Monday, January 21, 2013

{Review} When You Are Engulfed in Flames by David Sedaris

ISBN #: 978-0316154680
Page Count: 336
Copyright: June 2, 2009
Publisher: Back Bay Books

Book Summary:
(Taken from Amazon)

Trying to make coffee when the water is shut off, David considers using the water in a vase of flowers and his chain of associations takes him from the French countryside to a hilariously uncomfortable memory of buying drugs in a mobile home in rural North Carolina. In essay after essay, Sedaris proceeds from bizarre conundrums of daily life - having a lozenge fall from your mouth into the lap of a fellow passenger on a plane or armoring the windows with LP covers to protect the house from neurotic songbirds - to the most deeply resonant human truths. Culminating in a brilliant account of his venture to Tokyo in order to quit smoking, David Sedaris' sixth essay collection is a new masterpiece of comic writing from "a writer worth treasuring" (Seattle Times).

Kathy's Review:
(Copied from her personal blog, Grown Up Book Reports, with her permission)

When you read David Sedaris, words like "wry" and "witty" and "highbrow" go through your mind. He is a humorist, but a higher caliber humorist, someone who's well-read and well-traveled and, well, ... smarter than you.

He is the kind of writer whom I aspire to be; who makes you laugh but also makes you think, and while you're thinking, you say to yourself, or maybe you say out loud, "oh, I see what you did there, Mr. Sedaris. That was clever. Well played."

When You Are Engulfed in Flames takes its title from the final - and longest - essay in this collection, "The Smoking Section." The title refers to something the author reads while in Japan - a bad translation of English, or "Engrish" as it is sometimes called. This long essay is more a journal of his experiences of trying to quit smoking, although it becomes more of a retelling of his experiences while briefly living in Japan.

Sedaris has a way of taking something very mundane and day-to-day and transforming it into a larger metaphor, and doing it in a humorous manner. He buys his boyfriend, Hugh, a skeleton as a gift (Hugh collects medical artifacts) and the skeleton ends up reminding him of his own death - taunting him daily. In "Adult Figures Charging Toward a Concrete Toadstool," he mocks modern art by recalling some of the more gauche pieces of artwork in his parents' home, including a garden gnome under a toadstool. But, after he's made you laugh at his family's bad taste, he admits that when his parents are dead, the toadstool will be the one item he and his siblings will fight over because it so perfectly encapsulates their childhood and the essence of their parents. The way he just flips it - flips the script - it got me. I started thinking of my grandmother who passed away several years ago and how she had labeled things in her house - little tcachkes and such - so that we knew who she wanted to have certain things after she died. I remember a rather tasteless aunt would go around the house, inspecting things to see if she would inherit a certain candelabra, or a Hummel, upon Nanny's passing.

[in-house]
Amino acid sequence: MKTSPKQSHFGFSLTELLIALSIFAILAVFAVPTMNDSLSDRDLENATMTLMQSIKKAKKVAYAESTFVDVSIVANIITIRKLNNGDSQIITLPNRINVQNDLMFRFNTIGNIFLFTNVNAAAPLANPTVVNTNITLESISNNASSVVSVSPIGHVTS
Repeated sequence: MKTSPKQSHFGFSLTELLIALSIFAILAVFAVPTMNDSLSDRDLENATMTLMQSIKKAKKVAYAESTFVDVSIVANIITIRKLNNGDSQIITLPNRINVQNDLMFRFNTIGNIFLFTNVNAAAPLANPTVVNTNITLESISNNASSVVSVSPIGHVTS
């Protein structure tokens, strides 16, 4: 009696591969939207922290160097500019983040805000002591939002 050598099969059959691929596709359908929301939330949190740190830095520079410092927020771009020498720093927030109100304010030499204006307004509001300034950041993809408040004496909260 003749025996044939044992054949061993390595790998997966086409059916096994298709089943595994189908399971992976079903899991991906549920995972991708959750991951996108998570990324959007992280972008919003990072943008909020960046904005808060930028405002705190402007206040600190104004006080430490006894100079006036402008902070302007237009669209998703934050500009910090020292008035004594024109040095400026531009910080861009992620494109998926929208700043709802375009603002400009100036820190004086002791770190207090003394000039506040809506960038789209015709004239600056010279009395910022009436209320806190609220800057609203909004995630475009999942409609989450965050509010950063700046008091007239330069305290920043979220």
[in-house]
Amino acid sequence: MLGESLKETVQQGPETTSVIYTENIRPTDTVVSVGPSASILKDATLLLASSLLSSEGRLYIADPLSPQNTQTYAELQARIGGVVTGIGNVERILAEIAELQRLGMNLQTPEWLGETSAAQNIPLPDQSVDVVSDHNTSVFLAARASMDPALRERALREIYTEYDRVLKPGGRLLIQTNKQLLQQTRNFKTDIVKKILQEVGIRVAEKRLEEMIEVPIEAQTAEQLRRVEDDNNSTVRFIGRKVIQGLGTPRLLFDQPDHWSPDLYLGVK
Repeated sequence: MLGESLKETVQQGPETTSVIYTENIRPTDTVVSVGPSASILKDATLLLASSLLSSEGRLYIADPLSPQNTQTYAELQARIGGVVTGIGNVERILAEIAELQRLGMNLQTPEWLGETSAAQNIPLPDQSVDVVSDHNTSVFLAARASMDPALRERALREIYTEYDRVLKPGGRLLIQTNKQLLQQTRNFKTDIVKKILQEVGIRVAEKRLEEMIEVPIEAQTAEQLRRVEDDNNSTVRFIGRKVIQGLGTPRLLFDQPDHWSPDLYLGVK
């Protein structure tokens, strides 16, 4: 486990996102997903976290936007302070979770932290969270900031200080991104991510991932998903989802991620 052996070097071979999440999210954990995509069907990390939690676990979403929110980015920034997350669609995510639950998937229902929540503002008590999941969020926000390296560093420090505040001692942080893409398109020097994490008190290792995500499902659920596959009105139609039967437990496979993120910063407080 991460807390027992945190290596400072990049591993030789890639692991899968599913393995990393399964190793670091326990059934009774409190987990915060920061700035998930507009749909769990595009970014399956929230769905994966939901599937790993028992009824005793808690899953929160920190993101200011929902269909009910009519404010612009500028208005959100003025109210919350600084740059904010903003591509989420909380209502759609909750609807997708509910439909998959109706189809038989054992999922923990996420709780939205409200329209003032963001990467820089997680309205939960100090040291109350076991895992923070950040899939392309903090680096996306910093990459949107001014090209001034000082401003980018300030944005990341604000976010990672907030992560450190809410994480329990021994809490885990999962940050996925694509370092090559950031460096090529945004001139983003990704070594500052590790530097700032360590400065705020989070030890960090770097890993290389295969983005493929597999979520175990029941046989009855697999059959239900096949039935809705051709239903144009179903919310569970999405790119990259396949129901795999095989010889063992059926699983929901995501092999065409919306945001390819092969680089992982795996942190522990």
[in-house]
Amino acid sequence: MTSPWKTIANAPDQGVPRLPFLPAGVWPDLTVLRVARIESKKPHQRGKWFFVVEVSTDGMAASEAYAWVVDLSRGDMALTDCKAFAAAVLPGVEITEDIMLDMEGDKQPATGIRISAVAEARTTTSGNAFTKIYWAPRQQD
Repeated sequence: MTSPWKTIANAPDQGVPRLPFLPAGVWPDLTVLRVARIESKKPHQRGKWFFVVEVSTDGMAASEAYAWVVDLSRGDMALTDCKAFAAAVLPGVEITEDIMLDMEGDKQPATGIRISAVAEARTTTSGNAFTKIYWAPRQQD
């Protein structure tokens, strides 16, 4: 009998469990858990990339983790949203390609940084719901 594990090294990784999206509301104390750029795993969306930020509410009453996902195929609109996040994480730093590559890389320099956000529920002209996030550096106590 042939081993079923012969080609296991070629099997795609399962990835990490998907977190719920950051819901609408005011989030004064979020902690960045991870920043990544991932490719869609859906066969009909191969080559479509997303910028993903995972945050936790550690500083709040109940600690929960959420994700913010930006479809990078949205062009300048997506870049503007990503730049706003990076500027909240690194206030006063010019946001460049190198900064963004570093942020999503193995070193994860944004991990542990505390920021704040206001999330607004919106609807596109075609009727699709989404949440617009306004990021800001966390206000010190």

Each of his essays do this - you're laughing all the way about some simple detail of life until you realize you've been duped into feeling emotional about something. He throws in a ton of red herring(s?) to throw you off the trail, little sidebars and ramblings that sometimes veer totally off course of the story, but they're welcome additions nonetheless.

This is my first experience with David Sedaris, but it won't be the last. I'm a fan and an admirer.

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